TV casting directors tell of delicate balancing acts
Discovering a kid who can belt it out like Jennifer Hudson; finding an actor who has an Eliot Spitzer-like bad-boy attraction; or digging up a young talent who gives off the vibes of a 150-year-old vampire. These are just a few of the challenges facing TV casting directors. Success is a result of skilled observations, grueling searches and just plain luck.
In casting “Modern Family,” Jeff Greenberg had to ensure that the 10 series regulars possessed a shared chemistry, a strong familial sense. “We slowly, carefully put it together,” Greenberg explains. “When you’re casting a family, the key is that you believe that the siblings all came from the same womb.”
The casting director, who has done around 35 pilots, reveals: “When you’re doing it, you never know if it’s going to come together in the final mix or not. This one came together, but it was very challenging.”
The hurdle for “Glee’s” Robert Ulrich was landing teens who could score the triple: act, dance, sing. “We were getting near the end of casting and we were really having a difficult time finding the Mercedes Jones character,” says Ulrich. “And (producer) Ryan Murphy wanted a big, big voice.”
Ulrich was still struggling when a friend uttered that old cliche, “My girlfriend’s roommate can sing.” So when Amber Riley belted out “And I Am Telling You” from “Dreamgirls,” Ulrich knew stuff like this really happens in Hollywood. “She sang two lines and I thought, ‘This girl is going to get this part.’ ”
In the early days of “Curb Your Enthusiasm,”casting director Richard Hicks would troll L.A. comedy clubs. “It was a little tough in the beginning,” explains Hicks, who cast the first three episodes. “We didn’t have people banging down the door to do ‘Curb.
And finding actors who were adept at improv was rough. The challenge was making sure that you got people who could deliver. Some people would come in and just freeze. That moment when you’re looking Larry David in the eye and he’s throwing you a curve ball, how you respond is a very from-the-gut process.”
Jennifer McNamara, who casts “30 Rock,” targeted New York improvs and comedy clubs like UCB and the Pit. She wearily recalls: “I spend many hours watching new and established talent. In New York, there’s a big community of up-and-coming comedians and standup improvs that I love.” McNamara, who works on both dramas and sitcoms, observes, “It’s hard for someone to be a good comedic actor. It’s hard to get the funny.”
Ripped from the headlines, “The Good Wife” mirrors the evening news and the familiar faces of Eliot Spitzer, John Edwards and Mark Sanford. “It’s what America sees everyday,” explains Mark Saks. “The challenge was how to make this believable in the cast I chose for this show. And the secret was finding the right guy in Chris Noth. Everyone doubted me when I put him on the list. But that role on ‘Sex and the City’ is iconic. You needed someone who could pull all that stuff together.”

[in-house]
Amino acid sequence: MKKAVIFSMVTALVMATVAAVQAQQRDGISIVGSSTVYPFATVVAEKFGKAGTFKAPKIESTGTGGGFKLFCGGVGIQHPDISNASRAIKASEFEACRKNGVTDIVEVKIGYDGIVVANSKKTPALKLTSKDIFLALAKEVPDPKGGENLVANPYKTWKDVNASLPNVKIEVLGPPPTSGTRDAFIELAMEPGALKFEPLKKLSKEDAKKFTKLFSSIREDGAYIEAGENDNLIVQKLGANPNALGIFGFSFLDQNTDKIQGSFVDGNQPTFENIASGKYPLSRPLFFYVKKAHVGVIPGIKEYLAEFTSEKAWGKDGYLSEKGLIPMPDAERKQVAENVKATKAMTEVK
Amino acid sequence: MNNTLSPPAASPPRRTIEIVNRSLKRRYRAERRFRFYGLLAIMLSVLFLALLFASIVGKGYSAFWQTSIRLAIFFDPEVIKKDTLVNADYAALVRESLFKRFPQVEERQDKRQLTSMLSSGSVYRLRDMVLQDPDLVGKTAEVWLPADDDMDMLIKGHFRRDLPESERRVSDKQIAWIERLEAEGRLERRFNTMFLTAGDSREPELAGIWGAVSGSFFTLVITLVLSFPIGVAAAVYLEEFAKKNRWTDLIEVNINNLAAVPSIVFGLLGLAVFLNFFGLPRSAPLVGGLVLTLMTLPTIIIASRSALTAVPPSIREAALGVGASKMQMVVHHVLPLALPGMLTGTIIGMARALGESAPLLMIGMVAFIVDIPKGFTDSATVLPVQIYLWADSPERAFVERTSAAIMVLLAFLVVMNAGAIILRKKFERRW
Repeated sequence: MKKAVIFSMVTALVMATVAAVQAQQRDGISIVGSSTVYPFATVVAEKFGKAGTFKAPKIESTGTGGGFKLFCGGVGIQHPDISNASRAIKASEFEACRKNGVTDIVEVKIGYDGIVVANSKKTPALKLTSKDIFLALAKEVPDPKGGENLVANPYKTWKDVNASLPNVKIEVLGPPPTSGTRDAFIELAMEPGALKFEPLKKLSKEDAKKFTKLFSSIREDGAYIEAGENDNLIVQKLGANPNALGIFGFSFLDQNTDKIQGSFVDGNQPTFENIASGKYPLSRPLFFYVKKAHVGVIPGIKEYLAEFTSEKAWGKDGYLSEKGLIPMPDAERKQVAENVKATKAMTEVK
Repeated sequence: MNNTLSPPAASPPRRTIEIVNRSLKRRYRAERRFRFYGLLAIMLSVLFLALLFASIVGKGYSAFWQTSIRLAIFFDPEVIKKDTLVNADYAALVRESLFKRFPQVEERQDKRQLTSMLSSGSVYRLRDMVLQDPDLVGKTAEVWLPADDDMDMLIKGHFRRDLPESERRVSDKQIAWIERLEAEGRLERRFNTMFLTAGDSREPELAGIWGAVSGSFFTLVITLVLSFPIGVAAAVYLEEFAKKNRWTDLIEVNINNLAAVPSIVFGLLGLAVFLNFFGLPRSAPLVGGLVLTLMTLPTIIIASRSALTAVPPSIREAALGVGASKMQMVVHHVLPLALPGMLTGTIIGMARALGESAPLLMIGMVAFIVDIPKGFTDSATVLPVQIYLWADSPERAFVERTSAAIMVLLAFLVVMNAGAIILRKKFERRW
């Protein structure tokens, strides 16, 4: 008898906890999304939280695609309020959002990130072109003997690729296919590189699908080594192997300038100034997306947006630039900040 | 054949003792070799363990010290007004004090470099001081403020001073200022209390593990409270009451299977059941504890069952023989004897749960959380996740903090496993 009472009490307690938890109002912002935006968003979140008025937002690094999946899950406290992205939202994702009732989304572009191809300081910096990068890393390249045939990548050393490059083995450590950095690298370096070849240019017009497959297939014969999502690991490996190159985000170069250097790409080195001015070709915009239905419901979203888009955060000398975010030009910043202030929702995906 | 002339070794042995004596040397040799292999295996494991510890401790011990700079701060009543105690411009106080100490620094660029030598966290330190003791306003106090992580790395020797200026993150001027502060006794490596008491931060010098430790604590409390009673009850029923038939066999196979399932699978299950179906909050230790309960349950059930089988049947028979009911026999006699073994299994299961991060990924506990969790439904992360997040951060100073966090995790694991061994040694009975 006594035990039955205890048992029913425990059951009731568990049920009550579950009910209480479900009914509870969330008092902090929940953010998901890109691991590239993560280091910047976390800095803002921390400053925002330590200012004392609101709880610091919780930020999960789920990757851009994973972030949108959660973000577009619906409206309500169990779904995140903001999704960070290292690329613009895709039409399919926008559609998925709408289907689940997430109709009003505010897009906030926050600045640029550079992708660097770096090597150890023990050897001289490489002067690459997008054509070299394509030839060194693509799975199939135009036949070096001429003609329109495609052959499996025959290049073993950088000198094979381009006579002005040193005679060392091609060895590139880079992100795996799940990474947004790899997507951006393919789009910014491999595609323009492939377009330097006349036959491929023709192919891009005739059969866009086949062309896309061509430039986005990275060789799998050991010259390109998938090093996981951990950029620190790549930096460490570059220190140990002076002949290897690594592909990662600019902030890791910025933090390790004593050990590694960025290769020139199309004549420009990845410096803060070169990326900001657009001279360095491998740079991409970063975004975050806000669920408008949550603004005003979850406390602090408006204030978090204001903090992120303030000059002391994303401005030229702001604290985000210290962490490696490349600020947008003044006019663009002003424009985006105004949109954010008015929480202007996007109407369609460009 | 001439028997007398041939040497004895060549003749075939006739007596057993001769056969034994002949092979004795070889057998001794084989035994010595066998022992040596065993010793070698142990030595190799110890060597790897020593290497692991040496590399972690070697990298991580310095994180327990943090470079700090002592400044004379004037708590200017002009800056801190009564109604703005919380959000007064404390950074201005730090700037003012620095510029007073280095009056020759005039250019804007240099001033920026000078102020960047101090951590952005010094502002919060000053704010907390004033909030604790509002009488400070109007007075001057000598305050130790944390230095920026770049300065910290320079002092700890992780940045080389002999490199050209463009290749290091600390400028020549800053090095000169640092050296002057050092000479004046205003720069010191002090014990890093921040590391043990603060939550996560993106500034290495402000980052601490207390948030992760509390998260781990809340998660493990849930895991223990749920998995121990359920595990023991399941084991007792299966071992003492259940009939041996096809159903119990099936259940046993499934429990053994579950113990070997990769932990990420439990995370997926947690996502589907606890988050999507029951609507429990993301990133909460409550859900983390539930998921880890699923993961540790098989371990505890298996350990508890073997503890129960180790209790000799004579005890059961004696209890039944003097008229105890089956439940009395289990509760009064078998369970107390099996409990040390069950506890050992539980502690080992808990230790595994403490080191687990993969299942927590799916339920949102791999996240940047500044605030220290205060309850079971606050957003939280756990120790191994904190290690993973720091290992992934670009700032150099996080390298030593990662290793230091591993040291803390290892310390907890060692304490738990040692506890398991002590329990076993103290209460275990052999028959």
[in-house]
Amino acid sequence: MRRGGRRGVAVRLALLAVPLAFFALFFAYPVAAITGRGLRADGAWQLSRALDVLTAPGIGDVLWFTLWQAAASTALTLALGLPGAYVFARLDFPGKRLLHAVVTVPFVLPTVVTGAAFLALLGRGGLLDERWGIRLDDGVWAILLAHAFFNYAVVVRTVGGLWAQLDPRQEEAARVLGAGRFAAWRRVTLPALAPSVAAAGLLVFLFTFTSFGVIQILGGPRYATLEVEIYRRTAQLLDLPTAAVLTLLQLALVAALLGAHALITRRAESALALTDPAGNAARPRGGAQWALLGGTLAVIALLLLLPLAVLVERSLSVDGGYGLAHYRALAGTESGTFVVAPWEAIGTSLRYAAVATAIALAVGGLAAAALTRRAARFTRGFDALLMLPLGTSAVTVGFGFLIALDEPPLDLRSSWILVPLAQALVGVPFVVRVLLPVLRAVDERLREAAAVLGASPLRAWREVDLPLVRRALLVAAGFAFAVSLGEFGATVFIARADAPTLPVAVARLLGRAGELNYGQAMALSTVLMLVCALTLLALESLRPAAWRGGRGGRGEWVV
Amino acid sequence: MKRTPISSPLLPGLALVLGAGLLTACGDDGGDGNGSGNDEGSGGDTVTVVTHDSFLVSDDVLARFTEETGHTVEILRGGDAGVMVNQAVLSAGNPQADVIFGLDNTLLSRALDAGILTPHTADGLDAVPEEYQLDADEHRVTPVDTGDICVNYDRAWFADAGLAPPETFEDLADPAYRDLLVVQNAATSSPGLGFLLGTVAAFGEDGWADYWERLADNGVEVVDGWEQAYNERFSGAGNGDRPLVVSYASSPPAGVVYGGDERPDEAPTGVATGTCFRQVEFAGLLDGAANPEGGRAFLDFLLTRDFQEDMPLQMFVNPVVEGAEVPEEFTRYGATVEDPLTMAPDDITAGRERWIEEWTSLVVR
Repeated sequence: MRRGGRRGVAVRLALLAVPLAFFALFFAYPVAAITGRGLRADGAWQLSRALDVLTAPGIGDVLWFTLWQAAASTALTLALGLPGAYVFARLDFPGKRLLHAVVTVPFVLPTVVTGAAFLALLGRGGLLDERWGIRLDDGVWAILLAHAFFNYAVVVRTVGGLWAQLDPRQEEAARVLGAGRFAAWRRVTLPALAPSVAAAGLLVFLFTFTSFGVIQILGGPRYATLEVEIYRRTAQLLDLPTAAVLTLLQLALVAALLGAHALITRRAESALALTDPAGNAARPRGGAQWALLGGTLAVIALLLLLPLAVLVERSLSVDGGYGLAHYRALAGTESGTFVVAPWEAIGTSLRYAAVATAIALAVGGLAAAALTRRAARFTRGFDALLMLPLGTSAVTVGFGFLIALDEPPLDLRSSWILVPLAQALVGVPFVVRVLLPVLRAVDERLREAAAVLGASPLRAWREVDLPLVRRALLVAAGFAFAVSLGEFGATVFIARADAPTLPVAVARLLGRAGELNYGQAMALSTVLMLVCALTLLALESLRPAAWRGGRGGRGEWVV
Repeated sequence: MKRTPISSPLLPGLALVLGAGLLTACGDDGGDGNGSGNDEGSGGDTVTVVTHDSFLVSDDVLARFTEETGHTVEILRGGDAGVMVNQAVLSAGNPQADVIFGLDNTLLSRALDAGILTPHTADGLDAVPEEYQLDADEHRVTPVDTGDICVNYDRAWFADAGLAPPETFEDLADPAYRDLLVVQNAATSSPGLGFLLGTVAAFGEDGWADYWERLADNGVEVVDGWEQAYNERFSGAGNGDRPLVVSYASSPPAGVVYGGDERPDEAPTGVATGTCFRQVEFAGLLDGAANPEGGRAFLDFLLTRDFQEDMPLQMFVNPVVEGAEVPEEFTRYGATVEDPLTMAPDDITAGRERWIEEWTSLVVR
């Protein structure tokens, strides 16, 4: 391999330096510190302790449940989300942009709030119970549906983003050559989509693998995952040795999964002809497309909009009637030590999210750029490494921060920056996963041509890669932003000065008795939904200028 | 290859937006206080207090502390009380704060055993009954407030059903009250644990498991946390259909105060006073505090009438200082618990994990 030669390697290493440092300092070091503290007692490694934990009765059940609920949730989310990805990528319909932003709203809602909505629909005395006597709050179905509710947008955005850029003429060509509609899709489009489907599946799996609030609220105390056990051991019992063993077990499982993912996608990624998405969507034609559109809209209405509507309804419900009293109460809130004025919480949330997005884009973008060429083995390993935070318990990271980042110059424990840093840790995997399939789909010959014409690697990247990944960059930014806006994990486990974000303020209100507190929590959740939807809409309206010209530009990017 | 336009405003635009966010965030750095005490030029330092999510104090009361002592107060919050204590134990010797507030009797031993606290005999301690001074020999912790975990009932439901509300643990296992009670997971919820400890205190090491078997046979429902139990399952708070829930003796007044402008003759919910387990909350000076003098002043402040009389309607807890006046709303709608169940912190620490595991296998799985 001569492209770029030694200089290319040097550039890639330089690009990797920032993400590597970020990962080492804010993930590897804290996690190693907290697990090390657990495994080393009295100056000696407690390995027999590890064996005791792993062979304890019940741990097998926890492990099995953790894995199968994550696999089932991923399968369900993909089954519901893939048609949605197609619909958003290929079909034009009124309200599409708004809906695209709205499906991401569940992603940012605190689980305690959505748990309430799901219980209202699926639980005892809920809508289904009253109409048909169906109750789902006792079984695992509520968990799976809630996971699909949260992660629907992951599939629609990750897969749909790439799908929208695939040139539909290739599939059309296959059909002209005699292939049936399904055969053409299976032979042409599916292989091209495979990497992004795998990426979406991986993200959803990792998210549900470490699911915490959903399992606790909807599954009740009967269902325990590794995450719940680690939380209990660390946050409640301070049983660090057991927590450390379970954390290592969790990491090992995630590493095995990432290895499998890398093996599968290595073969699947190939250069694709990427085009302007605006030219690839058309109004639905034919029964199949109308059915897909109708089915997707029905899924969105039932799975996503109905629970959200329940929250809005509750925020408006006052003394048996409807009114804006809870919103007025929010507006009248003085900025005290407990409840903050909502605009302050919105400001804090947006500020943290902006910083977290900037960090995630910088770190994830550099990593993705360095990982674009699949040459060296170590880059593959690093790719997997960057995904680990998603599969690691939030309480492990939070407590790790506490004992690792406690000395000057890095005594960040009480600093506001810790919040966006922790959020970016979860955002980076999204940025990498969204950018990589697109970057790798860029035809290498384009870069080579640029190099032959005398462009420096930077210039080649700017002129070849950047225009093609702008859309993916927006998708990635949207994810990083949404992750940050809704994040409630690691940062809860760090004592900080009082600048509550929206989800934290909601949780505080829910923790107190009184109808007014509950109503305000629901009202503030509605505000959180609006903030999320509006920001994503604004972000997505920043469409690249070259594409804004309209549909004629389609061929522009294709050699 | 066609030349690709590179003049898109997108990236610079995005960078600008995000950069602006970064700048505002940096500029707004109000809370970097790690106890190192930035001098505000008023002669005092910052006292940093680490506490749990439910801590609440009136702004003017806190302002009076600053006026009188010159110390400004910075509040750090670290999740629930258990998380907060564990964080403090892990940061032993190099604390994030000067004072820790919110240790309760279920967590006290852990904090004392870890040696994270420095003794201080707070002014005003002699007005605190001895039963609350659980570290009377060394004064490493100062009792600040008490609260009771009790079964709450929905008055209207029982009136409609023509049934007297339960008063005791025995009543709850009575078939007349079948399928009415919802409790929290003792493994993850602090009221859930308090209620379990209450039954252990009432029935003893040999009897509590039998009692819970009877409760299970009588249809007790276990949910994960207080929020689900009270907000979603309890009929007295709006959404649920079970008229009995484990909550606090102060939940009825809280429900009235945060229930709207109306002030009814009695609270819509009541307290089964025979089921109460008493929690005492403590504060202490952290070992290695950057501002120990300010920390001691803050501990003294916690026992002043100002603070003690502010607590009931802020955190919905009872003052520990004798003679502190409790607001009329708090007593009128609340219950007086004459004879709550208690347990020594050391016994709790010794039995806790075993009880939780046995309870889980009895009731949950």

Dexter” is what casting director Shawn Dawson calls a “casting juggling act. We tell an entire story in a season, so you’re dealing with actors’ availabilities. A character will be in episode three and then again in episode seven. You have to have great communication with agents, producers and writers and make sure that everybody you bring in is available when they want to bring that actor’s character back. That’s a hard thing with a show like this.”
In casting Stephen Moyer as vampire Bill Compton for “True Blood,” Libby Goldstein and Junie Lowry-Johnson searched for “an old soul with modern qualities.”
It was tricky,” says Johnson. “We had to find someone in his 30s that you believed was 150 years old, and Steve had that quietness, that stillness, an older quality. You could believe that he had been alive for 150 years that he had lived many lives. The fact that he’s British may have helped. Americans seem very modern.”
When Bruce Newberg started to cast the pilot for “The Closer,” network president Michael Wright told him, “You’re not casting the lead of a TV show, you’re casting the new face of TNT.” Newberg calls that challenge “daunting. To me, it meant movie star. It had to be a big get.”
Newberg immediately went for Kyra Sedgwick. “Every single person at the network and at Warner Bros. said, ‘You’re wasting your time. She’s never going to do it, Newberg recalls.”But parts like that don’t come up very often. Kevin Bacon was very encouraging for her to do it. But even when Kyra was interested, they still needed her to read for it. It was very difficult.”
Carrie Audino and Laura Schiff had different marching orders with “Mad Men.” They went for original casting. “(Producer) Matt Weiner wanted real people that felt authentic to the time period,” Audino recalls. “We had to cast a wider net and different types — people who don’t have much TVQ. When casting talent, if an actor is too recognizable, too associated with another TV role, it takes you out of the time period of the show.”